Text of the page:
Ford: Found on Road Dead.
Ford: Fix or Repair Daily.
Until recently, when it came to domestic vehicles, I always had an unexplained preference for Chevys. It was probably just breeding. My grandfather was a Chevy Man and my dad drove a Chevy to work for years. My parents bought a brand new Volvo 144S in 1971, which nearly caused my grandfather to blow a head gasket. The Volvo was my mom's car. I myself currently own two Chevy's and a Geo. (And a Volvo, but that's our family wagon.) To me, Chevys always looked slightly more masculine than Fords. Dodges never appealed to me, and they seem to actually get uglier every year. Even among GM vehicles, Chevys always came out on top. Pontiac's Trans Ams had a "girly" flair while Chevy's Camaros looked muscular. This year, however, I find myself leaning heavily toward Ford.
My newfound affinity for Ford was foreshadowed by the bankruptcy and closure of Steve and Barry's clothing chain. At their liquidation clearance sale, S&B had some very nice hooded sweatshirts for, like, $2.00. I like to wear hooded sweatshirts to work and so looked through several racks of them to find one my size. Turned out, the only ones left in Medium had the Ford logo on the front. I've long ascribed to the "if the shirt fits, wear it" philosophy, so I bought the Ford sweatshirt. (I learned that from a guy named Greg Meyer, a phenominal guitarist who, nonetheless, sometimes wore a Bay City Rollers T-shirt.)
Phase Two of my Ford transformation was caused by equally random events. For various reasons, I have driven a number of rental vehicles in the past year. Two of these have been Fords. One was the new Ford Fusion sedan, which was a pleasure to drive and very easy on gas. The other was a full-sized Ford F-150 Supercab pick-up truck. The truck, with a V8 engine, actually went more miles on a gallon of fuel than the 4-cylinder Volvo my wife currently drives. It, too, was heaven to drive. Plus, there were drink holders, something the Swedes apparently don't use.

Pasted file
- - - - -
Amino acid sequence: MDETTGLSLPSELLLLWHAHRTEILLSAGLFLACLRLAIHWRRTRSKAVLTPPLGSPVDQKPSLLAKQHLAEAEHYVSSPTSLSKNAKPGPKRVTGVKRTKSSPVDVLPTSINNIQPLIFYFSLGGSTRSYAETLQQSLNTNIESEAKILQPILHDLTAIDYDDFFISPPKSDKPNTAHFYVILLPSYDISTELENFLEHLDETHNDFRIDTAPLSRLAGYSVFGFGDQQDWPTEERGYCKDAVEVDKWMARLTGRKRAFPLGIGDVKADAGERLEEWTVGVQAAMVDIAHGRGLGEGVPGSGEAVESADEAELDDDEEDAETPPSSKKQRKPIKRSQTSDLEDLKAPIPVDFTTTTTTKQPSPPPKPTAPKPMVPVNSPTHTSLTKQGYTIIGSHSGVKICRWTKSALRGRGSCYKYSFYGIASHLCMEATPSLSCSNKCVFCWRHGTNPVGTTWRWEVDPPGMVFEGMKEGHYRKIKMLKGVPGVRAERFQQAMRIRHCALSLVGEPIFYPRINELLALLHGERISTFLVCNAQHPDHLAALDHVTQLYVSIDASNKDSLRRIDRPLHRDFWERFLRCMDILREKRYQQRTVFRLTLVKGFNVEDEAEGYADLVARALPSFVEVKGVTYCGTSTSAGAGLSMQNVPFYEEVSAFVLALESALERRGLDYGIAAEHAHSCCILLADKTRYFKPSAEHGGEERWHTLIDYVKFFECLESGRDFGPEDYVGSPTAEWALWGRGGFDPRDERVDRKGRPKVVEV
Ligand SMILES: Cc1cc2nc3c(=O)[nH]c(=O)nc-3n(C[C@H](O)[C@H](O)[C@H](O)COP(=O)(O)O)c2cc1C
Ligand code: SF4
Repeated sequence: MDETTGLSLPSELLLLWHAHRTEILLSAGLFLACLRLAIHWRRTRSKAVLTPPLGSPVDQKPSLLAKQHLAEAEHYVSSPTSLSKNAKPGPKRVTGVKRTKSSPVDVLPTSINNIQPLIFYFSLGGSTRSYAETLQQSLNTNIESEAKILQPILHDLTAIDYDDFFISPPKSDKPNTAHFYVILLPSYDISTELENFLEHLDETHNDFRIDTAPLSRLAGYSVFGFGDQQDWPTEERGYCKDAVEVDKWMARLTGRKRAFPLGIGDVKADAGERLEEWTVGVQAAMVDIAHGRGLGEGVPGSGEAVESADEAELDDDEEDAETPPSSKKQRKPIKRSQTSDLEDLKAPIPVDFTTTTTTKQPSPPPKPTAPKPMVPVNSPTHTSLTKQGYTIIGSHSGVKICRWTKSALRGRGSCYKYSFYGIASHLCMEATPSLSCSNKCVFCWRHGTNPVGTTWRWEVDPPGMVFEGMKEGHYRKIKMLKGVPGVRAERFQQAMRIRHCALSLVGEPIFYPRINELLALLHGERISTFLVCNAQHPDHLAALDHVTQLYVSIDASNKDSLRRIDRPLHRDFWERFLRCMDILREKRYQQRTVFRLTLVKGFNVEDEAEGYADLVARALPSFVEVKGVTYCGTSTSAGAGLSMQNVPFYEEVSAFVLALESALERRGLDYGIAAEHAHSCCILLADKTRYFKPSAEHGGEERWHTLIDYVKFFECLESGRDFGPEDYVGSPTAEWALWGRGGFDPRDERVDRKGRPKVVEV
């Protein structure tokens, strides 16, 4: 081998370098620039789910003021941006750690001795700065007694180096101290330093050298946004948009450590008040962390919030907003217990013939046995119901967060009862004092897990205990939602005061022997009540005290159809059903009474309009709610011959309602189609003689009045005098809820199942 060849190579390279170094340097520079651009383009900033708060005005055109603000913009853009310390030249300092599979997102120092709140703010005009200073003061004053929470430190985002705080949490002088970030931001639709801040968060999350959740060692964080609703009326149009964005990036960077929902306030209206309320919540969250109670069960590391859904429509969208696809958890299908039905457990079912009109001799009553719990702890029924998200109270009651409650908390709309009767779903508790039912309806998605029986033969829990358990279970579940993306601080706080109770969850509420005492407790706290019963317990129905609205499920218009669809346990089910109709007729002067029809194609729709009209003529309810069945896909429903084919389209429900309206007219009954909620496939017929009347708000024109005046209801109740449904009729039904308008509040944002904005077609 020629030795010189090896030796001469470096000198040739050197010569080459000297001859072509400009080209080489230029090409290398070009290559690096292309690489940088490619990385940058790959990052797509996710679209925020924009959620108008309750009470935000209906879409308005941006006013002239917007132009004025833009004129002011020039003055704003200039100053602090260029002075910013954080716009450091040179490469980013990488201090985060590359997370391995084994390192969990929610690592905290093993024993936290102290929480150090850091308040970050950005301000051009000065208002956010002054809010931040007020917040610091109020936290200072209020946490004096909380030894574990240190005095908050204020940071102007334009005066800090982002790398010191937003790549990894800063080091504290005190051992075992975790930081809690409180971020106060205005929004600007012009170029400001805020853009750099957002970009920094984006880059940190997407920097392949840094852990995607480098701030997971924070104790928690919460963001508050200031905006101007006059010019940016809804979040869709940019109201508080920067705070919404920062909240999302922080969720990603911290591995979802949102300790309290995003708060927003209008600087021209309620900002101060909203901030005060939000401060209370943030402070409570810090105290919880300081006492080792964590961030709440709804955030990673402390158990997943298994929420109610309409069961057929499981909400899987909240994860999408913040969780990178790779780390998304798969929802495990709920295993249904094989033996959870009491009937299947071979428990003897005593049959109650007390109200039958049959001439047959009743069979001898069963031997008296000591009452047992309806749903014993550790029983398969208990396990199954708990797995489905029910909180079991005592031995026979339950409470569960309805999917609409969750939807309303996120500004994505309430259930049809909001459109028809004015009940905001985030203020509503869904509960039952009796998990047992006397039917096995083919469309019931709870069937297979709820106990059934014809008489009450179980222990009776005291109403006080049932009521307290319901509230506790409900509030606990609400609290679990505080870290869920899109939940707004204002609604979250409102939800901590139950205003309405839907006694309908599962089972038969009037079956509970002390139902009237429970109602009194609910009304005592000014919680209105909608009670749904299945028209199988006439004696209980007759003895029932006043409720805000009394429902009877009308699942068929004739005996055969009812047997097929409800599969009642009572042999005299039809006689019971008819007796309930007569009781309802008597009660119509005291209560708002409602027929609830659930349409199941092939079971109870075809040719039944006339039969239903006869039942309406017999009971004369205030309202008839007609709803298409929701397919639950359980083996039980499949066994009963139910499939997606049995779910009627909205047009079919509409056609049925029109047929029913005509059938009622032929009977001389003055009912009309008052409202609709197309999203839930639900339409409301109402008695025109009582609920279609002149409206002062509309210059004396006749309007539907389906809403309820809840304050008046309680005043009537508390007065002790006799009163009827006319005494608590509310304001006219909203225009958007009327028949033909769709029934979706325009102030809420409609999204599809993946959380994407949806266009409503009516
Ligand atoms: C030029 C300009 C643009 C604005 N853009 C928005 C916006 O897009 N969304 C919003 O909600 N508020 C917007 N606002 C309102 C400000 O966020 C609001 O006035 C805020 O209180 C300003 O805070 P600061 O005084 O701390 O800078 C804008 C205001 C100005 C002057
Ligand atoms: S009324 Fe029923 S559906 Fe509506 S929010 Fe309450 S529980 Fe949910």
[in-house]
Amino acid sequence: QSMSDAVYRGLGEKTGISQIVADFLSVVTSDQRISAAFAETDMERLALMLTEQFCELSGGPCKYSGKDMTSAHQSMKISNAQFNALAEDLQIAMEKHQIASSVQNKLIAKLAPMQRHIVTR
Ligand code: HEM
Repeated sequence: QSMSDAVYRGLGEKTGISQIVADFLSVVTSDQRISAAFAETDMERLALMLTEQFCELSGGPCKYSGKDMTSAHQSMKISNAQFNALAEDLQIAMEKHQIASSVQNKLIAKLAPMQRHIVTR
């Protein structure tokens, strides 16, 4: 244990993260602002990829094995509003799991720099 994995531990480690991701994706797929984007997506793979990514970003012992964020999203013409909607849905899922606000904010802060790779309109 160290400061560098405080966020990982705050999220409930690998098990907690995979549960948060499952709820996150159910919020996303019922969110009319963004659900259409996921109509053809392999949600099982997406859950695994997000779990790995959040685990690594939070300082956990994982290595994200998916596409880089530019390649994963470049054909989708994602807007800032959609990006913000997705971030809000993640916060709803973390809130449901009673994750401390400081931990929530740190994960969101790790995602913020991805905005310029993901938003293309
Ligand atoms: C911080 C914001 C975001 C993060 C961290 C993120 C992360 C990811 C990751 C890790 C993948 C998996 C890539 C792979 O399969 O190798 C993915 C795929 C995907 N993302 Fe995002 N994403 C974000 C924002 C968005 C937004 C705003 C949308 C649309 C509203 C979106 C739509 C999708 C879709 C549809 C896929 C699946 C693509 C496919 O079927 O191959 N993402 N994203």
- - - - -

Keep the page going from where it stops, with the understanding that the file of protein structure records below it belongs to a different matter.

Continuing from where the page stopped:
I have actually owned two Ford products which I generally enjoyed. One was a 1990 Aerostar cargo van. The other was a 1984 Crown Vic' station wagon, a full-sized land yacht which rode like an easy-chair on wheels. With a V8 engine. My Aerostar served me very well until I married and had a child. A two-seat cargo van just didn't have a place for a car seat. (Looking back, I'd have kept the van, put my daughter in the front seat, and made my now-ex-wife ride in the back.) Anyway, I sold the van. It had required minimal repairs and had only one really aggravating feature; there was a button under the steering column that you had to push to get the key out of the ignition. A few years later I found the Crown Vic on eBay and bought it as my "dad car." It was old and dirty; someone had used it as a hunting vehicle for a while. But, the cruise control worked and I absolutely loved to hear that 5.0 litre V8 engine purr. I also always appreciated the way Ford put distributors on the FRONT of their engines where you could reach them. That always made sense to me. Most distributors, including Chevys, are on the back of the engine which makes tune-ups much less convenient. The Crown Vic died unexpectedly of electrical problems which I didn't feel like tracking down.
Now the Big Three U.S. automakers are hurting. There's talk that one or more of them might tank. The government is throwing billions at GM and Chrysler to save those companies. Ford, to date, has told the government, "Thanks, but no thanks. We don't need the money to stay in business." That impresses me. I still won't go buy a new car because I don't want a car payment. But, I'll wear my Ford sweatshirt with a feeling that I'm promoting a company that seems to have it together. Good for them.
Ford: Fore-going Obama's Rescue Dollars.